Is biochar or straw bale construction better carbon storage from a life-cycle perspective?

Written by esba

Biochar has been presented as a key technology for avoiding dangerous climate change. Pyrolysis converts part of the biomass feedstock into a gaseous fraction, which can be used for energy production. The remaining fraction is char, which is highly stable and resistant to biodegradation. When char is added to soil it increases carbon storage, reduces emissions and improves soil quality. Agricultural residues such as straw, stover and hulls are seen as the most accessible raw material. These residues could also be used as insulation in passive energy housing. Straw bale construction is a relatively simple technology, which has been applied for decades. It can store the carbon of the straw material into walls structures and in the process provides energy-efficient housing.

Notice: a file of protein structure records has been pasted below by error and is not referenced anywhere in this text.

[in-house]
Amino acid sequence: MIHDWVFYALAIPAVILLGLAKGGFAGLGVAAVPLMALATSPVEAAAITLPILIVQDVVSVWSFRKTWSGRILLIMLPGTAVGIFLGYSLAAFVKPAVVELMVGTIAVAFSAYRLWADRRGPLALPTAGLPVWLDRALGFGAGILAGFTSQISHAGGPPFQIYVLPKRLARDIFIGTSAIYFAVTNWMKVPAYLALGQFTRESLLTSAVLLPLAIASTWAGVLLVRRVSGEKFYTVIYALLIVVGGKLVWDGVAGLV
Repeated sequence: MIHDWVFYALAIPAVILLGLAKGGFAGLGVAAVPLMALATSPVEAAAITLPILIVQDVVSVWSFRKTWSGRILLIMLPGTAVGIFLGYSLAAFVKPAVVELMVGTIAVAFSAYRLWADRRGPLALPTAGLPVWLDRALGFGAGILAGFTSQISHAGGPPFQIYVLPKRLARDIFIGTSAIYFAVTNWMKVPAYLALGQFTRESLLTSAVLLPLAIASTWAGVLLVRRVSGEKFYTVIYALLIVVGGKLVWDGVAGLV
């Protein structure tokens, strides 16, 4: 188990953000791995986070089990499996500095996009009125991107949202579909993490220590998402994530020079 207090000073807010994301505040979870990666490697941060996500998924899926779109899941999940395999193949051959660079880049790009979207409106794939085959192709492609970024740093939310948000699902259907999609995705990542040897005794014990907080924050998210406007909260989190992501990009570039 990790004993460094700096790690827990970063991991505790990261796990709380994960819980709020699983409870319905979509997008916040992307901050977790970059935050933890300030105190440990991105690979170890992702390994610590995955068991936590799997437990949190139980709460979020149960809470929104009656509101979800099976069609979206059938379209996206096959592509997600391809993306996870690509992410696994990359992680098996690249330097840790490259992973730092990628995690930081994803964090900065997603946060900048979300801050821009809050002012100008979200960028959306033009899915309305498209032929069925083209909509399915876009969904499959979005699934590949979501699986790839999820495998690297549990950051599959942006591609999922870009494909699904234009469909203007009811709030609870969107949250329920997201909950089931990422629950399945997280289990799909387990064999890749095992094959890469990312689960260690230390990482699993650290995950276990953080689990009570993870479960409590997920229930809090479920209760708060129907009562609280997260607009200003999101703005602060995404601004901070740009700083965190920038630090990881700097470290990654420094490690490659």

The climate benefits from improved energy efficiency depending on local conditions and energy production forms. In this study, a life cycle assessment was used to compare the climate impacts of biochar production and straw bale construction. From a life cycle perspective, straw bale construction results in higher net carbon storage than biochar production (3.3 t CO2eq vs. 0.9 t CO2eq/t of straw). However, the result was found to be highly dependent on the assumptions on the overall energy efficiency of the replaced building stock.


  1. Mattila, Tuomas
  2. Grönroos, Juha
  3. Judl, Jachym
  4. Korhonen, Marja-Riitt


About the author


The European Straw Building Association is an independent European association, devoid of any profit making motive. The object of the Association is to promote and develop the use of straw, as a sustainable way of building in all the senses of the term “sustainable”: renewable, ecological, healthy, energy and climate efficient, social and economic.
The Association is a federation composed of organisations and people particularly concerned with the use of straw in buildings.